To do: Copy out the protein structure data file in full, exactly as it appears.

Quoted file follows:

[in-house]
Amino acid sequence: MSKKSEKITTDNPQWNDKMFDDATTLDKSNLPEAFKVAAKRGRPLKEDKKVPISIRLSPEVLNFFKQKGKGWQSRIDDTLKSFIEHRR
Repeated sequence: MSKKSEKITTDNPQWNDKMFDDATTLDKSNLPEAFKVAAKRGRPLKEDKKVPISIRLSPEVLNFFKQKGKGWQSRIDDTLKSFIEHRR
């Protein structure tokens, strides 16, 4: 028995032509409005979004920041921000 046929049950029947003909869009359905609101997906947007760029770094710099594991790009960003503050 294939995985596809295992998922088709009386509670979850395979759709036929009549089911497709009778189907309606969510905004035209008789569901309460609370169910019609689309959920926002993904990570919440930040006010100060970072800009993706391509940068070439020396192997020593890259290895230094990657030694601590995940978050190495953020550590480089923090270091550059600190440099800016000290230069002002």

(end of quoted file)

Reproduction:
[in-house]
Amino acid sequence: MSKKSEKITTDNPQWNDKMFDDATTLDKSNLPEAFKVAAKRGRPLKEDKKVPISIRLSPEVLNFFKQKGKGWQSRIDDTLKSFIEHRR
Repeated sequence: MSKKSEKITTDNPQWNDKMFDDATTLDKSNLPEAFKVAAKRGRPLKEDKKVPISIRLSPEVLNFFKQKGKGWQSRIDDTLKSFIEHRR
């Protein structure tokens, strides 16, 4: 028995032509409005979004920041921000 046929049950029947003909869009359905609101997906947007760029770094710099594991790009960003503050 294939995985596809295992998922088709009386509670979850395979759709036929009549089911497709009778189907309606969510905004035209008789569901309460609370169910019609689309959920926002993904990570919440930040006010100060970072800009993706391509940068070439020396192997020593890259290895230094990657030694601590995940978050190495953020550590480089923090270091550059600190440099800016000290230069002002």